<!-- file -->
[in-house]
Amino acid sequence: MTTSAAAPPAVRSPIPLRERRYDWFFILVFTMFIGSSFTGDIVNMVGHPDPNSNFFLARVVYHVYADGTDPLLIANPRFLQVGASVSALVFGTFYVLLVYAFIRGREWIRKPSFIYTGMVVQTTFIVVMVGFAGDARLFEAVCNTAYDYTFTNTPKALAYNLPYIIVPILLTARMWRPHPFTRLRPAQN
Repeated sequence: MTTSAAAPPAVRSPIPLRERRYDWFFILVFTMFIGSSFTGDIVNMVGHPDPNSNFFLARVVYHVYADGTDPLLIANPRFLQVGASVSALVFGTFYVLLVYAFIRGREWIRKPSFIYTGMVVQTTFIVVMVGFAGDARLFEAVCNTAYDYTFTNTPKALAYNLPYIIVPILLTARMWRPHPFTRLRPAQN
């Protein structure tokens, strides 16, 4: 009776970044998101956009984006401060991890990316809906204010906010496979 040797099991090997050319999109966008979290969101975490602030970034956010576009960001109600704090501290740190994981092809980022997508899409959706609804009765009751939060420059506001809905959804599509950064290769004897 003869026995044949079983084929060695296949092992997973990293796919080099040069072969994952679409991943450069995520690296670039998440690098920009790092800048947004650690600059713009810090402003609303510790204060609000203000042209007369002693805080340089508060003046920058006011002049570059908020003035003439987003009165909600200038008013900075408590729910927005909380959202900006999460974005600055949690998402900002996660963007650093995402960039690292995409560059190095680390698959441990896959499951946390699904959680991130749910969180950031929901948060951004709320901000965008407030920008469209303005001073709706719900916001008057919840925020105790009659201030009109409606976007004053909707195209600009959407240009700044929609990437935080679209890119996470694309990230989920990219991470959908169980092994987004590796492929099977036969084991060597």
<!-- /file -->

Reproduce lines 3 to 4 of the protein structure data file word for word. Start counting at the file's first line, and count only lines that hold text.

Repeated sequence: MTTSAAAPPAVRSPIPLRERRYDWFFILVFTMFIGSSFTGDIVNMVGHPDPNSNFFLARVVYHVYADGTDPLLIANPRFLQVGASVSALVFGTFYVLLVYAFIRGREWIRKPSFIYTGMVVQTTFIVVMVGFAGDARLFEAVCNTAYDYTFTNTPKALAYNLPYIIVPILLTARMWRPHPFTRLRPAQN
């Protein structure tokens, strides 16, 4: 009776970044998101956009984006401060991890990316809906204010906010496979 040797099991090997050319999109966008979290969101975490602030970034956010576009960001109600704090501290740190994981092809980022997508899409959706609804009765009751939060420059506001809905959804599509950064290769004897 003869026995044949079983084929060695296949092992997973990293796919080099040069072969994952679409991943450069995520690296670039998440690098920009790092800048947004650690600059713009810090402003609303510790204060609000203000042209007369002693805080340089508060003046920058006011002049570059908020003035003439987003009165909600200038008013900075408590729910927005909380959202900006999460974005600055949690998402900002996660963007650093995402960039690292995409560059190095680390698959441990896959499951946390699904959680991130749910969180950031929901948060951004709320901000965008407030920008469209303005001073709706719900916001008057919840925020105790009659201030009109409606976007004053909707195209600009959407240009700044929609990437935080679209890119996470694309990230989920990219991470959908169980092994987004590796492929099977036969084991060597």